W.A. Freiwald et al. / Journal of Neuroscience Methods 94 (1999) 105���119 106 The structural properties of cortical networks sup- port such extensive interactions. Connections between cortical neurons are generally characterised by a high degree of divergence and convergence. Each cortical area is sending output connections to and is receiving input connections from several other cortical areas. These connections are so numerous that about one third of all possible connections between visual areas have been discovered and roughly one half of them are expected to exist (Felleman and van Essen, 1991). Based on these connectivity patterns between cortical areas, their strength, the spatial arrangement of areas and the relatedness of their functional properties, differ- ent schemes for their arrangement into processing path- ways have been proposed (Ungerleider and Mishkin, 1982 Felleman and van Essen, 1991 Goodale and Milner, 1992 Scannell et al., 1995 Hilgetag et al., 1996). These pathways are characterised by extensive feedback connections, lateral connections to areas at the same processing level and connections by-passing intermediate levels of the hierarchy (see, e.g. Rockland and van Hoesen (1994)). Recent physiological data show that feedback projections can exert substantial effects onto earlier processing stages (Hupe �� et al., 1998). Large temporal overlap of the response periods of neurons even in areas at very different levels of the processing hierarchy (Nowak and Bullier, 1997) further support mutual influences. Thus, current neuroanatom- ical and neurophysiological evidence suggests extensive mutual interactions between distributed groups of neurons. Despite these results, the mechanisms which serve to integrate the activities of different neurons into a coher- ent representation are still a much debated issue. A recent concept of information processing in the cortex, extending Hebb���s cell assembly concept (Hebb, 1949), stresses the importance of the relative timing of action potentials to express relatedness of responses (von der Malsburg, 1981 Singer et al., 1990). According to this temporal binding hypothesis, neurons belonging to the same assembly should synchronise their responses, while cells belonging to different assemblies should fire asynchronously. Indeed, many experimental findings in the visual cortex are in agreement with this theory, including the existence and stimulus dependency of inter- and intra-areal synchronisation (see, e.g. Singer and Gray (1995) Engel et al., (1997) for recent re- views). According to this conceptual framework as well as to similar ones (Johannesma et al., 1986 Gerstein et al., 1989 Abeles, 1991 Aertsen et al., 1991 Sporns et al., 1991 Ahissar et al., 1992 Prut et al., 1998), neural interactions change in relation to current processing requirements defined by external stimuli and the inter- nal behavioural state of the animal. Much previous work related to these concepts has focused on the strength of neural interactions as indicated by correla- tion measures. Less attention has been paid to the direction of these interactions as a further dynamic property of functional connectivity. However, in our opinion, directed influences (or causal relations) that individual neurons (Abeles, 1982 Gerstein and Aertsen, 1985) or larger neural groups exert on each other and their variation in time might be of prime importance for cortical information processing. This idea seems to follow naturally from considerations of visual percep- tion. Recent psychophysical research provided evidence that the perception even of the most elementary aspects of a visual scene may depend on factors like attention, past experience, or the segmentation of the visual scene into different objects (Braddick, 1996). In these situa- tions top-down processing should be more prominent than in other instances, e.g. in the case of rapid process- ing, in which the system might essentially operate in a feed-forward manner (Thorpe et al., 1996). Accord- ingly, the relative influence of a ���higher level��� neural group on a second, ���lower level��� one might be stronger in the former condition than in the latter. Even during the response to a stimulus, the pattern of these relative influences between individual neurons or ensembles of neurons might change over time. Thus, in analysing information processing in the visual system, there is a strong interest to study the interactions of neuronal groups, i.e. to infer the direction of these influences from simultaneous electrophysiological recordings. To define this problem formally, let us denote by xt,yt the values of electrical recordings at time t obtained from any of two sites. Let us also denote the vector ofn observations from both sites at time t as zt = xt yt . Henceforth we shall use lower boldface type to indicate vectors and upper boldface type to indicate matrices. With this notation in place, our problem can then be formalised as defining a measure I(y x) which will quantify the influence of time series yt on time series xt. 1.1. First generation influence measures: linear instantaneous influences A first generation of methods (Gerstein et al., 1978) assessed neural interactions by means of correlation methods, based on the use of linear regression. There have been many recent papers along these lines in the neuro-imaging literature, specific instances being path analysis (McIntosh and Gonzalez-Lima, 1994), partial least squares (McIntosh et al., 1996) and the general concept of ���functional connectivity��� (Friston, 1994). These methods are based upon two implicit assumptions: 1. Interactions between neural ensembles are linear. 2. Interactions between neural ensembles are instanta- neous, that is they depend only on the current state of the system.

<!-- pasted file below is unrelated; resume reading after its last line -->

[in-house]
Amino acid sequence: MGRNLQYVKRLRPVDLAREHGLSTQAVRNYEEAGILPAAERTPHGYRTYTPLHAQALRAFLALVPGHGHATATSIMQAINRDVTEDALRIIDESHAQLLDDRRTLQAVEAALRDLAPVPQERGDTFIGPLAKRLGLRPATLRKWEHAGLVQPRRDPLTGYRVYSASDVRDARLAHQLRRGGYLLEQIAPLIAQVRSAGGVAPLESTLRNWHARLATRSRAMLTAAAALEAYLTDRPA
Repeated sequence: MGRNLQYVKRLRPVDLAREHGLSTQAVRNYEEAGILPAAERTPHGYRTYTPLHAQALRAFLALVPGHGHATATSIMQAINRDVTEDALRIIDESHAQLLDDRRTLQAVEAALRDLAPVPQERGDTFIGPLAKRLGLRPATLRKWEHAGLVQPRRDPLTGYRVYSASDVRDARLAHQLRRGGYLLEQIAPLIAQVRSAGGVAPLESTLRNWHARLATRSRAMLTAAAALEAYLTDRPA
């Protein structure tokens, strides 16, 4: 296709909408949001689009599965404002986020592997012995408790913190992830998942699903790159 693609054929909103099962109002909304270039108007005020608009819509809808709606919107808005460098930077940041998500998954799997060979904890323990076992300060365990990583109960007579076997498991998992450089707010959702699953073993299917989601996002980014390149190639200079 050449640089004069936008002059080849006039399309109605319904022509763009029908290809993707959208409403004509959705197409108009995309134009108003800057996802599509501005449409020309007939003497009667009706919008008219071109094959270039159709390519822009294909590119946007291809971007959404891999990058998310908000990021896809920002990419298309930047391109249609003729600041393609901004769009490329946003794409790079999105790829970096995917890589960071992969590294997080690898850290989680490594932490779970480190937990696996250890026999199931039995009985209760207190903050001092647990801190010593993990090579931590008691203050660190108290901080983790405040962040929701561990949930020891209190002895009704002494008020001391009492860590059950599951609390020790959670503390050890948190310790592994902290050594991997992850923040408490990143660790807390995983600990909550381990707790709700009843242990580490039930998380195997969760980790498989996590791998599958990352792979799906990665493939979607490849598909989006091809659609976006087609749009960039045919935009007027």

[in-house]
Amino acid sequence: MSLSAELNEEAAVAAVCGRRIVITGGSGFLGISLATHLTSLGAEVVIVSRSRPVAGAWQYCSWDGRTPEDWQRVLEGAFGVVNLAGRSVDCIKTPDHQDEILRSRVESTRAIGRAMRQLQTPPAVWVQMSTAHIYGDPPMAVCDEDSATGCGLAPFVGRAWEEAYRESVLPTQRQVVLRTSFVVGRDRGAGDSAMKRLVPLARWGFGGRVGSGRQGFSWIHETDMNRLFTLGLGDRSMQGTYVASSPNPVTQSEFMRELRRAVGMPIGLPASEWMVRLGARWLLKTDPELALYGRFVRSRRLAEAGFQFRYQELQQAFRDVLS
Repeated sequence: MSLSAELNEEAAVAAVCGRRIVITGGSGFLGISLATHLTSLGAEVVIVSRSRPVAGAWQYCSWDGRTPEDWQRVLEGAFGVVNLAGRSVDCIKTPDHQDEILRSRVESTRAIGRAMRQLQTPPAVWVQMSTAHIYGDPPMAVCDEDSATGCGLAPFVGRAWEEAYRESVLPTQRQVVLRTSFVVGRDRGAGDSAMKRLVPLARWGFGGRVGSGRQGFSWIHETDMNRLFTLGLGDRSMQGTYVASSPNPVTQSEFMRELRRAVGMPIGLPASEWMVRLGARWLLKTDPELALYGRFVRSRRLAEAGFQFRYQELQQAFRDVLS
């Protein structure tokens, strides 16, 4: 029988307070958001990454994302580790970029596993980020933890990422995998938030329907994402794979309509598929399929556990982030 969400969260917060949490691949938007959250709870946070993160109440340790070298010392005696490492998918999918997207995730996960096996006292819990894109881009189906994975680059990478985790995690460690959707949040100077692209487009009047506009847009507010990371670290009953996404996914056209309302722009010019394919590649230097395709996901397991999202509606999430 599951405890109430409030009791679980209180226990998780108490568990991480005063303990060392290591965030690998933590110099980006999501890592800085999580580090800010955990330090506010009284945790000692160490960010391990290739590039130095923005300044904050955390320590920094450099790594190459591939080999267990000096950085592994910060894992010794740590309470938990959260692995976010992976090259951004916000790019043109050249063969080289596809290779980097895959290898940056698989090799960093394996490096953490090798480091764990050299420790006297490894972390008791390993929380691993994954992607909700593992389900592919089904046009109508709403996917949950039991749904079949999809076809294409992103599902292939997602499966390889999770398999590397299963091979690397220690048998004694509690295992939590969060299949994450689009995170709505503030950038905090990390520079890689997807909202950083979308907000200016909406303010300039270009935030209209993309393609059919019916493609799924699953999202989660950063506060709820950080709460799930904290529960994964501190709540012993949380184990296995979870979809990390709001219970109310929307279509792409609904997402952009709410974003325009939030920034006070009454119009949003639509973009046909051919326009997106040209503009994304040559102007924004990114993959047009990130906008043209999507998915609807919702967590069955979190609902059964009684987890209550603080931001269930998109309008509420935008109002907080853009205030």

W.A. Freiwald et al. / Journal of Neuroscience Methods 94 (1999) 105���119 107 Both of these assumptions may be summarised by the following equation: xt =ayt +wt yt =bxt +zt (1) where the coefficients a and b express the linear instan- taneous relationships between series y and series x. These may be written in matrix notation as: zt =Azt +ot (2) where we have used following notation: zt = xt yt n A= 0 b a 0 nthe ot = w t z t n The time series ot is known as the ���innovation��� and can be viewed alternatively as a white noise process driving the system or as the error of prediction of one time series given the other. Note that all relations involve only the current time t this is what is meant by instantaneous interactions. First generation influence measures are defined as association coefficients that quantify how much of the total variation of the time series are explained by instantaneous linear relationships. 1.2. Second generation influence measures: Granger causality The second assumption of first generation influence measures, that of instantaneous neural interactions, is clearly not realistic since it ignores: The delay of transmission of information from one neural site to another. The fact that the evolution of the system may de- pend not only on the immediate past as is evidenced by the rich temporal structure of neural time series. Therefore, more realistic signal models substitute As- sumption 2 above by: 3. The evolution of the state of the system may be described as a function of a finite number of past states. On the basis of this assumption, Eq. (2) may be generalised by stating a dependence of zt not only on its own value, but also upon a set of p past vectors. (We will refer to p as ���the number of lagged values��� in the remainder of this paper, and accordingly use ���lagged values��� or ���lagged vectors���.) These can be stacked into ���delay matrices��� Yt =[yt, yt-1,���, yt-k,���, yt-p ], Xt = [xt, xt-1,���, xt-k,���xt-p ], and Zt = Xt Yt n , which con- tain all the information of both time series p points into the past. The most frequently used linear model is the Multi- variate Linear Autoregressive model: zt = % p k=1 Ak �� zt-k +ot (3) Based on the Multivariate Linear Autoregressive model a second generation of measures of influence has been proposed (Gersch, 1970, 1972 Akaike, 1974 Franaszczuk et al., 1985). These not only take into account the correlation structure within and between the observed time series, but they also allow use of the ���arrow of time��� to devise influence measures to statisti- cally assess causality as introduced by Granger and co-workers (Granger, 1963, 1969, 1980 Granger and Lin, 1995). Granger reasoned thus: if time series xt is influencing yt then adding past values of xt to the regression of yt will improve its prediction. This princi- ple was originally formulated in a very general way, encompassing both linear and non-linear systems. How- ever, Granger pointed out the difficulty of using non- linear models (Granger and Newbold, 1977) by stating: ���Thus for purely pragmatic reasons, the ���optimal predic- tion��� ��� should be replaced by ���optimal linear predic- tion������ (p. 226). Almost all specific measures of Granger causality have therefore been based on linear models. To be specific, consider the prediction of xt based only on its own past: xt = % p k=1 ak xt-k +wt (4) In this case the innovation series wt will have a variance s 2 x X where the suffix indicates that the error variance is that of series xt predicted only by its own delay matrix Xt. Now consider the following model, which adds the past values of yt as predictors of xt : xt = % p k=1 ak xt-k + % r q=1 bk yt-q +ft (5) Note that the number of delays of series yt used to predict series xt is r and thus does not have to be equal to p. In this case the prediction error is now ft which will have a variance s 2 x Z where the suffix indicates that series xt is now predicted by the complete delay matrix Zt which includes the past of both series. Based on these definitions, Granger introduced the following (lin- ear) influence measure (Granger, 1969): ILIN(y x)=ln s x X 2 s x Z 2 (6) Note that this measure of influence has the right properties. If the past of series yt does not improve the prediction of series xt then s 2 x Z will be equal to s 2 x X and the influence measure will be zero. Any improvement in prediction leads to a decrease in the denominator in Eq. (6) and therefore increases the value of the influence measure. A symmetrical definition of the influence of series xt on yt is possible. In fact, Geweke and others have generalised these definitions to multivariate time series and have defined influence measures between two sets of time series conditional on a third set of time series (Geweke, 1982, 1984).